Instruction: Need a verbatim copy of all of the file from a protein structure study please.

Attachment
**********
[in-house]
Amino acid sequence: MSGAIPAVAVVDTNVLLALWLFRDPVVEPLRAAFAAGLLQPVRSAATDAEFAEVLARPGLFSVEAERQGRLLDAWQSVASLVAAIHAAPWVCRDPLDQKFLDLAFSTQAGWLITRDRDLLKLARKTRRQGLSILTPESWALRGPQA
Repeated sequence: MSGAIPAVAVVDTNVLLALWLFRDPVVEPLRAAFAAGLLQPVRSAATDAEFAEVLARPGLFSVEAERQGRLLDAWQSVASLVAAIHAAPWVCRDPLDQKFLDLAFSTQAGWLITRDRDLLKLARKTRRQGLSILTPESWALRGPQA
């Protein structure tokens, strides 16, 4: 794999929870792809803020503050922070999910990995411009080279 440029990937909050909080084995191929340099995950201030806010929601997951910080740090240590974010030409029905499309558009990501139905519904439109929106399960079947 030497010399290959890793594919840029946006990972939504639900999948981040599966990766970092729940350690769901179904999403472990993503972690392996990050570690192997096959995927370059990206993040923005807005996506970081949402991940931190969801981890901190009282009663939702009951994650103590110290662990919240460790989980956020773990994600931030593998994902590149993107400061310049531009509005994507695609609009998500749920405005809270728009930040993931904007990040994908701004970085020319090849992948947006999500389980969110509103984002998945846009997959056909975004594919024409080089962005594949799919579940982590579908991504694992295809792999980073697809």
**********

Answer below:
[in-house]
Amino acid sequence: MSGAIPAVAVVDTNVLLALWLFRDPVVEPLRAAFAAGLLQPVRSAATDAEFAEVLARPGLFSVEAERQGRLLDAWQSVASLVAAIHAAPWVCRDPLDQKFLDLAFSTQAGWLITRDRDLLKLARKTRRQGLSILTPESWALRGPQA
Repeated sequence: MSGAIPAVAVVDTNVLLALWLFRDPVVEPLRAAFAAGLLQPVRSAATDAEFAEVLARPGLFSVEAERQGRLLDAWQSVASLVAAIHAAPWVCRDPLDQKFLDLAFSTQAGWLITRDRDLLKLARKTRRQGLSILTPESWALRGPQA
């Protein structure tokens, strides 16, 4: 794999929870792809803020503050922070999910990995411009080279 440029990937909050909080084995191929340099995950201030806010929601997951910080740090240590974010030409029905499309558009990501139905519904439109929106399960079947 030497010399290959890793594919840029946006990972939504639900999948981040599966990766970092729940350690769901179904999403472990993503972690392996990050570690192997096959995927370059990206993040923005807005996506970081949402991940931190969801981890901190009282009663939702009951994650103590110290662990919240460790989980956020773990994600931030593998994902590149993107400061310049531009509005994507695609609009998500749920405005809270728009930040993931904007990040994908701004970085020319090849992948947006999500389980969110509103984002998945846009997959056909975004594919024409080089962005594949799919579940982590579908991504694992295809792999980073697809």